TODAY the Glasgow Times calls on Scotland’s health boards to Give Our OAPs a Shot.

Hundreds of Glasgow’s pensioners have been left feeling “worthless and terrified” due to the “shambolic” flu jab rollout.

More than 150 calls have been to the Glasgow Times over the past two days from frightened OAPs – and dozens of vulnerable people under the age of 65 – who are yet to receive an appointment for the lifesaving flu vaccination.

As winter looms, many of the country’s most vulnerable have hit out at the health board’s handling of the vaccine programme.

Our investigation has revealed the heartbreaking reality faced by elderly people in Glasgow as OAPs who have contributed to the country’s health service for decades are now forced to scrape together cash to fork out for a private vaccination.

Meanwhile, others are desperately trying to master IT skills needed to contact the health board via email as calls to a helpline “go ­unanswered”.

Read more: Fury as over 65s in Glasgow face major delay for flu jab

Critics have branded the situation a “national scandal” and, today, the Glasgow Times is launching a campaign to put an end to the mess.

As previously reported, this is the first year health boards have taken charge of the vaccination which was previously handled by individual GP surgeries.

An agreement between the Scottish Government and the BMA trade union prompted the centralisation deal, which was due to come into force in 2021.

However, the coronavirus pandemic meant the change was brought in


It has since emerged both the NHS Greater Glasgow and Clyde (NHSGGC) and NHS Lanarkshire health board had chosen to implement the Scottish Immunisation Recall System (SIRS).

Originally designed for childhood vaccination, SIRS prioritises appointments from the youngest to the oldest.

It is now feared the city’s most vulnerable could be forced to wait until December before being vaccinated.

We are calling on health boards to put an end to the delays and ensure our most vulnerable are vaccinated within weeks – not months.

When approached by the Glasgow Times regarding our campaign, the Scottish Government confirmed it would intervene to ensure the health board scrapped the controversial SIRS system – insisting, instead, priority would now be based from oldest to youngest.

A spokeswoman said: “The Health Secretary has been very clear that it was not acceptable to have a scheduling system for the flu vaccine that did not prioritise older patients in NHS Greater Glasgow & Clyde.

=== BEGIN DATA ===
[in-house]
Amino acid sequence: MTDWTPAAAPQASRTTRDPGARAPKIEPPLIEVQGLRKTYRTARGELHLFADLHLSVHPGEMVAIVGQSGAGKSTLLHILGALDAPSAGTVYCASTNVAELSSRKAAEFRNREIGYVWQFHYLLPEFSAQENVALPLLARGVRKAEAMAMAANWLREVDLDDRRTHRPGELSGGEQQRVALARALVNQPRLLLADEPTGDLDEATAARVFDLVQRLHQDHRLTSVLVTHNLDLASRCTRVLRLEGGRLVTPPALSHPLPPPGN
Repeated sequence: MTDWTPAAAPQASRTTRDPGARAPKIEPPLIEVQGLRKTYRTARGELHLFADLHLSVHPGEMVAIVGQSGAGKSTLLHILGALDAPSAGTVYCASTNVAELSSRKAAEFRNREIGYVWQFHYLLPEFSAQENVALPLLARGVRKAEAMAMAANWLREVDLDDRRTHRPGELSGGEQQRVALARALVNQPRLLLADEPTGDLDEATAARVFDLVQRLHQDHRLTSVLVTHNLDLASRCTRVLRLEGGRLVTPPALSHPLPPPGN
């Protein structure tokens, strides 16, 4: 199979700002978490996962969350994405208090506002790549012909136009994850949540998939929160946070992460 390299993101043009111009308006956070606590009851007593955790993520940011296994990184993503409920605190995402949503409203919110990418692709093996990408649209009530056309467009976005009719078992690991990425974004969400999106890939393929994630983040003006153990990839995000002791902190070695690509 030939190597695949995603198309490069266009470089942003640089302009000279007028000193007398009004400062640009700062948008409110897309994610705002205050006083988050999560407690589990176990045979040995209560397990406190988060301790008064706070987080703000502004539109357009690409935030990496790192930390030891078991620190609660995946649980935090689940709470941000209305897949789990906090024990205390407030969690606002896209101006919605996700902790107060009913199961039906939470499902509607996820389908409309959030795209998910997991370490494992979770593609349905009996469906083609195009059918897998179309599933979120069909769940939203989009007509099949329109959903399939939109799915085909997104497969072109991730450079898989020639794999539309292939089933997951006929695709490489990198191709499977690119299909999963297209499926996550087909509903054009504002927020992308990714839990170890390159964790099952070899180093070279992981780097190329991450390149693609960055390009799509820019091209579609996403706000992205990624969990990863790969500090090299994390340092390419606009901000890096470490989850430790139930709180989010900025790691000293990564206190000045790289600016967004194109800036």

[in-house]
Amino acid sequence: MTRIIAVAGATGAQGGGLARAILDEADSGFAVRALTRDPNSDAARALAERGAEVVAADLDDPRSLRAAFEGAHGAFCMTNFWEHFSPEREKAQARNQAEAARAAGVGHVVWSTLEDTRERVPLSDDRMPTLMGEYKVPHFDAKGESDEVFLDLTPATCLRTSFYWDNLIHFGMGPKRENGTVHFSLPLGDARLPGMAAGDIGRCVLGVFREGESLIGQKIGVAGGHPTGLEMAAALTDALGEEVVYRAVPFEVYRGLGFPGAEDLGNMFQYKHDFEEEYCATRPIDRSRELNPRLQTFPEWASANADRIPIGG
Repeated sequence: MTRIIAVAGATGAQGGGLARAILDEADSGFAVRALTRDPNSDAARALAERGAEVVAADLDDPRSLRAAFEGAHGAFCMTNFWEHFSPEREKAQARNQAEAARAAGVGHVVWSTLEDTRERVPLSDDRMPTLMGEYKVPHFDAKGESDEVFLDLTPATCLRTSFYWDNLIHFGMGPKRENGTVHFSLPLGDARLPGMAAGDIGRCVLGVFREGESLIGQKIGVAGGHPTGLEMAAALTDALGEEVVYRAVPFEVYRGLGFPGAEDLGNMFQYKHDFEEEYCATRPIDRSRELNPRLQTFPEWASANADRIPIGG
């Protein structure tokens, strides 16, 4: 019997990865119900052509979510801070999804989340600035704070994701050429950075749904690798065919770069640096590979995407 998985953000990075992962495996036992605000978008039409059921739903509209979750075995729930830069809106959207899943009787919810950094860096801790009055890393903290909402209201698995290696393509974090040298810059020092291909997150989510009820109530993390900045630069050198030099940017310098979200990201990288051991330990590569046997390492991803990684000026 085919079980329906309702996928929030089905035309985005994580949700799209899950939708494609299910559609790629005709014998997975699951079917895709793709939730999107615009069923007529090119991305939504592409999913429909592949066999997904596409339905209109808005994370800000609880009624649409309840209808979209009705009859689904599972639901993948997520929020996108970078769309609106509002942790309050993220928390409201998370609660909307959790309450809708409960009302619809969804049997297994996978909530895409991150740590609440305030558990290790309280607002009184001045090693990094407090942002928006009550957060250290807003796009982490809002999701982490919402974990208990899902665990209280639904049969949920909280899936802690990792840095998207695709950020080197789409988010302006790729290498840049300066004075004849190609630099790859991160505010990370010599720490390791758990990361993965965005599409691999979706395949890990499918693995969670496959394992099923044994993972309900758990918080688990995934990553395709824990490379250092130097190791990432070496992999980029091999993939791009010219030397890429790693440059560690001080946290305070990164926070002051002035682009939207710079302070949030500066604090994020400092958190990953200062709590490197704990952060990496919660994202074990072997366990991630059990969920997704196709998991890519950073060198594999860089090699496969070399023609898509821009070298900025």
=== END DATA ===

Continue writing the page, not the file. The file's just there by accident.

“Ministers are closely monitoring the situation, and are in regular discussion with the board to ensure that those at the greatest clinical risk from seasonal flu are able to receive their vaccination in advance of flu season.

“We understand that following our intervention, Greater Glasgow and Clyde are now taking action to address this and that patients will now be prioritised from oldest to youngest, going forward, with all patients sent the details of their ­appointment.”

Read more: Anger over Glasgow flu vaccine roll-out that will see oldest get jags last

She added: “We have procured enough vaccine to vaccinate all those who are eligible, modelled on a demand of 2.4 million people, and regardless of the order of scheduling appointments everyone aged 65 and over, or at a greater risk from the seasonal flu will have received an appointment in advance of the flu season starting, which is between December and January.”

A spokeswoman for NHSGGC said: “This year there has been a number of changes to the annual flu programme including the number of people eligible for flu vaccine increasing by nearly 50%.

“This combined with social distancing and infection control precautionary measures, which are in place because of Covid-19, means that additional measures have been required.

“To ensure we can meet these requirements, community vaccination hubs had to be established to enable those eligible to receive their vaccination safely.

“As the largest Health Board in Scotland, we will be vaccinating in excess of 400,000 people and we are committed to ensuring that all those who are eligible will receive their vaccination between October and December as they have done in previous years. So far, the uptake of vaccinations has been significant and around 90,000 of those within the ‘at risk’ and 65+ year old groups have now been vaccinated.

“NHS Board/HSCP clinics and GP practice clinics are working together to complete the programme before the flu season begins in December to provide them with protection against this year’s seasonal flu.

“We are working hard with national agencies to give people appointments as early as possible.

“Although our plans meant everyone would be immunised in time for the flu virus starting to circulate we are very aware of ­concerns amongst particularly ­older members of our communities if they have not yet had an appointment date.

“We have taken swift action to speed up the distribution of letters, so that all those remaining will now to be sent by National Services Scotland before the end of October.

“Our team continues to do everything they can to support people who need to change their appointment should they be unable to attend the one they have been assigned.

Read more: Who is eligible and how can you get one?

“We also understand that some members of the public have raised concerns about public transport and the ability to travel to their community vaccination centre. We are working with community pharmacies to provide local alternatives in areas where transport may be an issue.

“In addition, we have increased capacity at several of our vaccination centres in the region so that those eligible, and in particular, those in the 75+ age group can have the opportunity to be vaccinated sooner.”

To support our campaign, sign our petition here.